Wróblewski is one of Poland’s most significant postwar artists. As with many of his central European contemporaries, his work has long been obscure outside his own country. This has begun to change. In 2015, an exhibition of his double-sided pieces was arranged at Warsaw’s Museum of Modern Art before touring to Madrid’s Reina Sofia; the same year, a group show with René Daniëls and Luc Tuymans was held at London’s Drawing Room. This is a welcome revival. Wróblewski’s all-too-brief career, cut tragically short by a mountaineering accident at the age of 29, was both creatively rich and quantitatively profuse, yielding about 150 paintings and many more gouache and ink drawings. Now, London’s David Zwirner is presenting Wróbleswki’s first solo presentation in the UK. It is a welcome primer to a body of work that roves between figuration and abstraction, the monochromatic and the motley, taking in portraits, crowd scenes, landscapes and still-life.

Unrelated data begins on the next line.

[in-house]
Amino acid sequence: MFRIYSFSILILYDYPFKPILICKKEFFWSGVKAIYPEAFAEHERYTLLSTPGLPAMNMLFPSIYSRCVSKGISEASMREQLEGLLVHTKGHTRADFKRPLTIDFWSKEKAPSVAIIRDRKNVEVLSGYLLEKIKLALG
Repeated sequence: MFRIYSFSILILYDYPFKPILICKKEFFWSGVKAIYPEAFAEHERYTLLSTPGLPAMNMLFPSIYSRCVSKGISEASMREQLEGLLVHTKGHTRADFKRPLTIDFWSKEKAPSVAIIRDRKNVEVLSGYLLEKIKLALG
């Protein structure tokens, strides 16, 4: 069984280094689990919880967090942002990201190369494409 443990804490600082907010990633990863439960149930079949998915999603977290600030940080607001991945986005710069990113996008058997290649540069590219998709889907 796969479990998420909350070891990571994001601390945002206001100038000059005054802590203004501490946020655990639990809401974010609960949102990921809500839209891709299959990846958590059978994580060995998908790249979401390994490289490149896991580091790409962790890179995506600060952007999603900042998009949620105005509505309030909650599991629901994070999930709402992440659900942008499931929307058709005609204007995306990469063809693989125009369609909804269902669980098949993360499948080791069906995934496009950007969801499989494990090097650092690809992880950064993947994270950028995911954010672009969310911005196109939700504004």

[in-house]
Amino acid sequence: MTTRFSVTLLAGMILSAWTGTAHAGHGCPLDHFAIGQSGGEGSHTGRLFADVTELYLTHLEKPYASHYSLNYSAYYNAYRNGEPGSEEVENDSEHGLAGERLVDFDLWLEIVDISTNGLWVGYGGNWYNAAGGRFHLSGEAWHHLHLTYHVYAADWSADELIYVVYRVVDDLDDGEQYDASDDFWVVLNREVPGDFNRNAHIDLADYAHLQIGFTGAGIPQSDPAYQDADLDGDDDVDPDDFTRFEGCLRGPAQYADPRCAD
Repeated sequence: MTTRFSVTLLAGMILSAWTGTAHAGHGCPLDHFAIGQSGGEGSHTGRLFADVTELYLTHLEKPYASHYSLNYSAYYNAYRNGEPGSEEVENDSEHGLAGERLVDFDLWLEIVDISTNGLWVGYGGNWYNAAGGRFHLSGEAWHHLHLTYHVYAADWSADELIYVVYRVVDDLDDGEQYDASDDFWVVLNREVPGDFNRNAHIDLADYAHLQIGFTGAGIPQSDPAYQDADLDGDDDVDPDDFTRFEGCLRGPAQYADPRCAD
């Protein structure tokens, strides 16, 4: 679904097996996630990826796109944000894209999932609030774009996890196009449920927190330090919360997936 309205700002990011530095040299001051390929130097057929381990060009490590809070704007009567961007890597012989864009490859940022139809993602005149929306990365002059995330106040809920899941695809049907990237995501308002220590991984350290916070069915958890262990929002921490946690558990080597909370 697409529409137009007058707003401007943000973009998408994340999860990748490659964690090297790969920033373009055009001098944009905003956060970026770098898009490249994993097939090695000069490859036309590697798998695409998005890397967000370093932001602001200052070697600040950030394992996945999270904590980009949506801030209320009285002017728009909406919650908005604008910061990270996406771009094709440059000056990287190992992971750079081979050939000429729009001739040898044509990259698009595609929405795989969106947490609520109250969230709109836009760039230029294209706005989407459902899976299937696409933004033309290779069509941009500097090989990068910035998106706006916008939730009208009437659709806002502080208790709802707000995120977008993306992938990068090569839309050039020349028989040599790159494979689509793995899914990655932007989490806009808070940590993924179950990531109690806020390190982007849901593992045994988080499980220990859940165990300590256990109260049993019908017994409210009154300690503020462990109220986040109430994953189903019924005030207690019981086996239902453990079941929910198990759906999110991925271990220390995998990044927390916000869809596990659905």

Andrzej Wróblewski. [Group Scene no. 607], 1954. Ink on paper, 29.7 x 42 cm. Private collection. © Andrzej Wróblewski Foundation.

As one might expect of an artist of his nationality and generation, the spectre of war looms over a sizeable proportion Wróblewski’s work. Born in the then Polish-occupied territory of Vilnius, as a teenager he witnessed the German invasion first hand; his father died from a heart attack during a raid on their home. In 1949, while a student at Kraków’s Academy of Fine Arts, he commenced his Execution series, a succession of pieces depicting figures in the moments before their ends. These are striking for their refusal to engage with melodrama. A gouache and ink sketch for the sequence (1949) shows a family lineup, their features rendered in the pale white of innocence, while behind them stands a cabal of soldiers with grotesque, almost demonic faces. Despite the impending atrocity, the piece has a curious tranquillity. The violence and shock characteristic of the great 19th-century execution paintings – Goya’s The Third of May 1808 (1814) and Édouard Manet’s Execution of Emperor Maximilian (1868-7) – have been muted.